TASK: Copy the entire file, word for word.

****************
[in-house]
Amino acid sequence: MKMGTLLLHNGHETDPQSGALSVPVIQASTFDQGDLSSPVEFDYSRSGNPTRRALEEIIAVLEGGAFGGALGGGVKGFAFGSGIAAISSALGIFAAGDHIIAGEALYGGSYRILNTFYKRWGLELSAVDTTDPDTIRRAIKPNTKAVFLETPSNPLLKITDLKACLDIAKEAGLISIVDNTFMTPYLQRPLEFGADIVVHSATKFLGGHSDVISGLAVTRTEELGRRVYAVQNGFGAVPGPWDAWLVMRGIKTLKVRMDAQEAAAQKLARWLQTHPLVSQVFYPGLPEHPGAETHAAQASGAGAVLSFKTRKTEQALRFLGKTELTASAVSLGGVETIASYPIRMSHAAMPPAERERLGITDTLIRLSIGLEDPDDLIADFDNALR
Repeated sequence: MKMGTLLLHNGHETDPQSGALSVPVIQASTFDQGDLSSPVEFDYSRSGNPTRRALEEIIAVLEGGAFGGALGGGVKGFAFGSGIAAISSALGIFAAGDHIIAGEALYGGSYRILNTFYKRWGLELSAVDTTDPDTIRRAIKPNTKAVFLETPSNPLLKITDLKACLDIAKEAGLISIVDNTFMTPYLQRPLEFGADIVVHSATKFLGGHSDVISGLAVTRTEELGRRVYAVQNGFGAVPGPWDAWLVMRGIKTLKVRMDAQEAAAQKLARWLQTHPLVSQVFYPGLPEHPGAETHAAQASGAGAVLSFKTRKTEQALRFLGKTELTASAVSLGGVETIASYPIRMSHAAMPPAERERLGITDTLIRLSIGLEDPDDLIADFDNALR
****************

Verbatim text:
[in-house]
Amino acid sequence: MKMGTLLLHNGHETDPQSGALSVPVIQASTFDQGDLSSPVEFDYSRSGNPTRRALEEIIAVLEGGAFGGALGGGVKGFAFGSGIAAISSALGIFAAGDHIIAGEALYGGSYRILNTFYKRWGLELSAVDTTDPDTIRRAIKPNTKAVFLETPSNPLLKITDLKACLDIAKEAGLISIVDNTFMTPYLQRPLEFGADIVVHSATKFLGGHSDVISGLAVTRTEELGRRVYAVQNGFGAVPGPWDAWLVMRGIKTLKVRMDAQEAAAQKLARWLQTHPLVSQVFYPGLPEHPGAETHAAQASGAGAVLSFKTRKTEQALRFLGKTELTASAVSLGGVETIASYPIRMSHAAMPPAERERLGITDTLIRLSIGLEDPDDLIADFDNALR
Repeated sequence: MKMGTLLLHNGHETDPQSGALSVPVIQASTFDQGDLSSPVEFDYSRSGNPTRRALEEIIAVLEGGAFGGALGGGVKGFAFGSGIAAISSALGIFAAGDHIIAGEALYGGSYRILNTFYKRWGLELSAVDTTDPDTIRRAIKPNTKAVFLETPSNPLLKITDLKACLDIAKEAGLISIVDNTFMTPYLQRPLEFGADIVVHSATKFLGGHSDVISGLAVTRTEELGRRVYAVQNGFGAVPGPWDAWLVMRGIKTLKVRMDAQEAAAQKLARWLQTHPLVSQVFYPGLPEHPGAETHAAQASGAGAVLSFKTRKTEQALRFLGKTELTASAVSLGGVETIASYPIRMSHAAMPPAERERLGITDTLIRLSIGLEDPDDLIADFDNALR